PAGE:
“The greatest adventure is what lies ahead.”JRR Tolkein
A few years ago, I went on the trip of a lifetime with two of my best friends. We did a camping road trip throughout the New England area and hiked Mt. Washington. Read more about it by clicking here.
When planning the trip, we knew we needed to be smart about our money, considering we had very little to spend. This mentality was applied to our food, where we were staying, and more (the rest will be in part 2).
Some people travel for their stomach, consuming the unique foods in the areas they stay. Because this was not our goal, we were able to keep a tight food budget. In Girl Scouts, before going on a camping trip, we would plan a menu for grocery shopping to make sure we didn’t miss anything and didn’t over spend. For our New England road trip our menu looked a little like this:
|Day 1||Peanut butter bagels and coffee or tea||PB+J||Quinoa, beans, and veggies||Granola and apples|
|Day 2||Yams and bagels and coffee or tea||Dinner leftovers or PB+J||Rice, beans, potato, and tortilla||Granola and apples|
|Day 3||Peanut butter bagels and coffee or tea||Dinner leftovers or PB+J||Quinoa, beans, and veggies||Granola and apples|
Above is not exactly what we ate everyday but it is a general picture of what we bought at the grocery store and primarily ate (homemade goodies filled in the cracks). When shopping, we bought the cheapest ingredients possible. One key way to make sure you are getting your money’s worth, especially with grains, legumes, and produce–compare the price and weight of two products. Typically when buying the store brand food we received more food for our money, but we were occasionally surprised and found that name brands were cheaper.
Moreover, keep in mind that when you are camping and hiking everyday for over a week, you need to fuel your body with nutrient rich food. People sometimes automatically think food items like meat and eggs are the key; however, when camping and shopping on a budget, it’s typically better to keep meat and dairy products off your menu. Why?
- Meat can drain you budget quickly and for a small amount of food
- Plant based diets tend to be cheaper if you shop smart (if there’s a “damaged” produce section at your grocer, hit that section first)
- Meat and dairy products have a quicker rate of spoiling and higher maintenance
- You don’t have to worry about keeping rice, dry beans, potatoes, and quinoa at a cold temperature
- Meat, when not cleaned up properly at a campsite can attract unwanted and sometimes dangerous wildlife to your tent doorstep
- Cooking primarily plant based meals decreases your chances of bears scavenging at your site (decrease not eradicate. Always properly dispose of food)
Where to sleep:
When choosing the most financially friendly sleeping option for your road trip, consider your comfort levels and availability of outdoor gear first. For our trip, we chose camping because we enjoy that type of experience and we already owned all the necessary gear, so there were no extra costs when making that decision. If you are someone who enjoys camping, but does not own the gear, you can rent gear from places like REI but the cost adds up fast. It would be cheaper in the long run to either fully buy or borrow all gear needs or check out some local Airbnbs. For those who do not want to camp but are looking for a cheap road trip, think about Airbnb, car camping, staying with family, or if you’re up to it, couch surfing.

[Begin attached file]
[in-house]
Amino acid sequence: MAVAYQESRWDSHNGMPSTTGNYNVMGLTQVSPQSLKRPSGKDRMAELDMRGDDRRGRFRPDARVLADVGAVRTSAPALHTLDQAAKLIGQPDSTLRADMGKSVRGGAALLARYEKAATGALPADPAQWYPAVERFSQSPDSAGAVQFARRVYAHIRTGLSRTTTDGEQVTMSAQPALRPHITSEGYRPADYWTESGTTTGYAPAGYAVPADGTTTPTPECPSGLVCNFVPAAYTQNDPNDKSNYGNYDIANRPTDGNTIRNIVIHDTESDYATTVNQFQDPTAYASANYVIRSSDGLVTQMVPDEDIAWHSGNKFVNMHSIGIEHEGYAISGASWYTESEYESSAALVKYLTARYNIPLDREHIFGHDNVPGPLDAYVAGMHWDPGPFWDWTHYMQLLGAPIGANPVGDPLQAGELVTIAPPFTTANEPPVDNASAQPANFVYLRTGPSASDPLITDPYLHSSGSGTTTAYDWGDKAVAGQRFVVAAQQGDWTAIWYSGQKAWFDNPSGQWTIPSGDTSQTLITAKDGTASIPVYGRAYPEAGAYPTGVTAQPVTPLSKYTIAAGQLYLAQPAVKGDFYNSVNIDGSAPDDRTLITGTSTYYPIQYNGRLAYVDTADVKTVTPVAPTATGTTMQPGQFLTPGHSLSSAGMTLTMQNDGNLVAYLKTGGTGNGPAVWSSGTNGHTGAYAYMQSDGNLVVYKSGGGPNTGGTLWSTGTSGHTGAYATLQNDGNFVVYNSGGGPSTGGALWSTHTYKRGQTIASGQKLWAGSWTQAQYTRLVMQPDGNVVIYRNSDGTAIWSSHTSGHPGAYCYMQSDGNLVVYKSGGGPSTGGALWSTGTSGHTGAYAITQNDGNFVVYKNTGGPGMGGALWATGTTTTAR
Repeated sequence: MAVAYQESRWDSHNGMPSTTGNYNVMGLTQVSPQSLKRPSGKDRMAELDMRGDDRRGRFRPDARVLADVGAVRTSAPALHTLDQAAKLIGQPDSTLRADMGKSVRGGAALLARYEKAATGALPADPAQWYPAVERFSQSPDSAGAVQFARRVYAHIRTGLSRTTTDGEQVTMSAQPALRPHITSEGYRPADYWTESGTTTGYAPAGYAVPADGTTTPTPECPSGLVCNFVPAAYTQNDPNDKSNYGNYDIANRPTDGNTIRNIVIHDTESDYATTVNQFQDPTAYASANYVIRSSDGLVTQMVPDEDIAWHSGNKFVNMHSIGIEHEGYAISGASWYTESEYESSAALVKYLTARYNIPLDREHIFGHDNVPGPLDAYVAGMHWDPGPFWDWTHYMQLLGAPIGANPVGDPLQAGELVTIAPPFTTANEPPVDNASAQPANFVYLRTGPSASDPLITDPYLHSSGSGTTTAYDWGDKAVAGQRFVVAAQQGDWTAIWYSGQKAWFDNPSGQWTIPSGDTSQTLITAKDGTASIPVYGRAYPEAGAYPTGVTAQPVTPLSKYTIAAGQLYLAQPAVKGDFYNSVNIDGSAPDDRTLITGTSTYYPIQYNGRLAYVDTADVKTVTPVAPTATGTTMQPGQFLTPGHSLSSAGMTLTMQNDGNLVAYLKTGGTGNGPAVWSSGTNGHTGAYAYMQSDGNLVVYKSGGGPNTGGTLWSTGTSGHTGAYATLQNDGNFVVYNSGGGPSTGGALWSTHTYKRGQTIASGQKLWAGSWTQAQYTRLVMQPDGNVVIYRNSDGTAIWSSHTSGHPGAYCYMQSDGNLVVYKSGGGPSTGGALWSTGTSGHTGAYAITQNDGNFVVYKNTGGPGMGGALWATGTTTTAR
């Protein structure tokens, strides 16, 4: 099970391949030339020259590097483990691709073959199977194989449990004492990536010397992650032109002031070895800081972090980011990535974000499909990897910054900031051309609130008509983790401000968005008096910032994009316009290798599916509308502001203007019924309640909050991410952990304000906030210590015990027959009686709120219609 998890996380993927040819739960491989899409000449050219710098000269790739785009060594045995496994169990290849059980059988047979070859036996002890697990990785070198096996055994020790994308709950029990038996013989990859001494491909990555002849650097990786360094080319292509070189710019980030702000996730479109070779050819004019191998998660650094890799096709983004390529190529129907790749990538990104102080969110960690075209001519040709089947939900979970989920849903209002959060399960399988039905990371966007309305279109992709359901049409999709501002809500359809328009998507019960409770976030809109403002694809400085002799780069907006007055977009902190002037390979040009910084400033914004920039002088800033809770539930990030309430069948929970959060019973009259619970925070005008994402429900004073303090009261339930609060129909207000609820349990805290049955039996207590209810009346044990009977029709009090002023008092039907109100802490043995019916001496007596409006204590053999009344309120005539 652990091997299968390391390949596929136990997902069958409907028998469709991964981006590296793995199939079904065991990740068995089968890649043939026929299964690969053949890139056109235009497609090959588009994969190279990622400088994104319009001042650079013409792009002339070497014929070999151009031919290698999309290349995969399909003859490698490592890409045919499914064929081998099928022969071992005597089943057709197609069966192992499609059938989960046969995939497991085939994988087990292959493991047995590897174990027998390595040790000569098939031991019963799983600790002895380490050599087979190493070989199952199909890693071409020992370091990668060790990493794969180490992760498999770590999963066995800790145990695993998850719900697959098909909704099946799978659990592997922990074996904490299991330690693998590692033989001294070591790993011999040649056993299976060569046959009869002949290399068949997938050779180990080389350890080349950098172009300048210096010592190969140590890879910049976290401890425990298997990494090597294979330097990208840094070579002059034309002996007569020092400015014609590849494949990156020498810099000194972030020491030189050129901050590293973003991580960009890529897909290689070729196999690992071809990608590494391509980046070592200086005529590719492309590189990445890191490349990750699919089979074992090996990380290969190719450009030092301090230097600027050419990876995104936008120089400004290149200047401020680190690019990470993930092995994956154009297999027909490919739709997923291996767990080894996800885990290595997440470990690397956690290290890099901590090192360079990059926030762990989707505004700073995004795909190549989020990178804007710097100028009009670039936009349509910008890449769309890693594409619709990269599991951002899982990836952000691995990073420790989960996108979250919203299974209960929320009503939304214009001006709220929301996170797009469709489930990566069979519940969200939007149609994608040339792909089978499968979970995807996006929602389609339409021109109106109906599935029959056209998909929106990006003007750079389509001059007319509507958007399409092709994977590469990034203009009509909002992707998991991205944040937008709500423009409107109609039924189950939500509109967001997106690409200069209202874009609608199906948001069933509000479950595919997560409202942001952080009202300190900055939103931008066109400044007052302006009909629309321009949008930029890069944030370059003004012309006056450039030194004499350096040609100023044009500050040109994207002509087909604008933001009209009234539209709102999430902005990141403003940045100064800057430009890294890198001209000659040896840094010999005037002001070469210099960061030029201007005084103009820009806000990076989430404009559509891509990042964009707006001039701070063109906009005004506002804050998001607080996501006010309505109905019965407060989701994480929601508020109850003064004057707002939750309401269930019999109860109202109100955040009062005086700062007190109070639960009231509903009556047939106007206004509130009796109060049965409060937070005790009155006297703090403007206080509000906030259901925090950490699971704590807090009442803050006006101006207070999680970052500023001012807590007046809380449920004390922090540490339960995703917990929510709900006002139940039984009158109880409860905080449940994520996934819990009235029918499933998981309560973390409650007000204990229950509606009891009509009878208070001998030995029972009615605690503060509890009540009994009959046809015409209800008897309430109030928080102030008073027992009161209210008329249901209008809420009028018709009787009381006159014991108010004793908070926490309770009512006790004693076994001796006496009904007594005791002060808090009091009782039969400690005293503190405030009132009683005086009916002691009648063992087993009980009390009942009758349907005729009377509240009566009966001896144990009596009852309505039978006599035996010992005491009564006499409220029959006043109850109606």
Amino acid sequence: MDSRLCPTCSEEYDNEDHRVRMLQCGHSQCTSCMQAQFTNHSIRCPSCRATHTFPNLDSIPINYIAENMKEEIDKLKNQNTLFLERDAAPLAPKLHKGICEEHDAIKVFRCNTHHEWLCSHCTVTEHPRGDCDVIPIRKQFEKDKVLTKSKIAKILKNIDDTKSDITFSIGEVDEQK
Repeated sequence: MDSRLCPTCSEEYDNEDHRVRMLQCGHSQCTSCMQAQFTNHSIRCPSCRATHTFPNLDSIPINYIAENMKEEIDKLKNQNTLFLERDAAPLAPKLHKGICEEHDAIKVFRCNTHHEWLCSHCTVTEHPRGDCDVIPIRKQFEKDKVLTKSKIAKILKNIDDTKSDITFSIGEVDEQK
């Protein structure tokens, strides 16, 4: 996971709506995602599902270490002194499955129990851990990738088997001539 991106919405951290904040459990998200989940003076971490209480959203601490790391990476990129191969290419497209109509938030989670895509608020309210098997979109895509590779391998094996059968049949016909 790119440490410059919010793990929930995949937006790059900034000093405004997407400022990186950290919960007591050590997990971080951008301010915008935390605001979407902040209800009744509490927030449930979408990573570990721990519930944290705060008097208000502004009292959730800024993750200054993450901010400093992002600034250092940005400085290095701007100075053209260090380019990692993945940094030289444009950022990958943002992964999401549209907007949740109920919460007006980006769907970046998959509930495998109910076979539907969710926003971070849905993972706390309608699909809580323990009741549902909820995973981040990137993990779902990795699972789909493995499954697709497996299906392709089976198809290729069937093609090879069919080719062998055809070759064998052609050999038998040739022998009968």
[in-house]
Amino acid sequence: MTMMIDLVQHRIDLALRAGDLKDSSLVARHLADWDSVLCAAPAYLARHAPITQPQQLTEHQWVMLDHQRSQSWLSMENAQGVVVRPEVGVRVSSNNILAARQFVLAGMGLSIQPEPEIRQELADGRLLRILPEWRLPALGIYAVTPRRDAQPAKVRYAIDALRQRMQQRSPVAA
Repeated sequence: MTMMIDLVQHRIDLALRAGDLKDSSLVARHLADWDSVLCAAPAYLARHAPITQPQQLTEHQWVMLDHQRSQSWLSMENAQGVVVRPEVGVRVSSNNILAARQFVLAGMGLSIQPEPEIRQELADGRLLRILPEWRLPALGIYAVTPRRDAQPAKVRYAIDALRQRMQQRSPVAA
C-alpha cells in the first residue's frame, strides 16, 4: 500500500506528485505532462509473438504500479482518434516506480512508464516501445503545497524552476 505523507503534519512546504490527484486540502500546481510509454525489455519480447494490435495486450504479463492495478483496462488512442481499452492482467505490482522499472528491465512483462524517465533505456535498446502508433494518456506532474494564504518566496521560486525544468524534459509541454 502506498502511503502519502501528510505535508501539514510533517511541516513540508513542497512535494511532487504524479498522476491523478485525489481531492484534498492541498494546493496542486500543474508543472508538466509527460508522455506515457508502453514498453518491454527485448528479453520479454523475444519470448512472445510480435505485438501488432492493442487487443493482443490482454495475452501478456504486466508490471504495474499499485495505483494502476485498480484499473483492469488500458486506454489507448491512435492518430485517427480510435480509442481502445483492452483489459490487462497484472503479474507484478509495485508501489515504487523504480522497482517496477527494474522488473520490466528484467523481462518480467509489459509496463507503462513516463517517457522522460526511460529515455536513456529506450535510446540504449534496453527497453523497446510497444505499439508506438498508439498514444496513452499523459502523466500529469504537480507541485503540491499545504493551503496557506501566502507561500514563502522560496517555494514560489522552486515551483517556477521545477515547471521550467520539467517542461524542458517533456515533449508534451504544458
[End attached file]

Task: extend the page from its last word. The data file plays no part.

Choosing a financially friendly campsite:
Research, research, research. Although National Parks are BEAUTIFUL and have amazing camping spots, try to limit staying at their campsites because it can get expensive. We chose to camp at a smaller campground to make our trip as cheap as possible. We didn’t spend more than $28 per night at a site. If you are planning a road trip specifically to National Parks…BUY a PARK PASS, it will make your trip way cheaper in the long run.
When camping, something to consider financially is your firewood. Please please please do not travel with firewood, for it can cause disease and unwanted insect spread to the forests you are trying to admire and protect. Most campsites sell their own wood which is convenient, but it often is wet or new wood making it challenging to burn and cook with; moreover, it can get fairly expensive. On our trips, we found that many homes in rural New England sell wood on the side of the road and it tends to be much cheaper than campsite wood. When buying from homes, we would choose ones that were right outside of the campsite to avoid bug spread. However, always consider buying at least one bundle from the campsite because many are small family businesses and we love supporting small business!
That’s all for now, more advice will be in part two! If you have any questions or advice of your own, please comment below!
COVID-19 has made traveling challenging, but there is nothing wrong with doing research and preparing for a future trip! Keep the hope.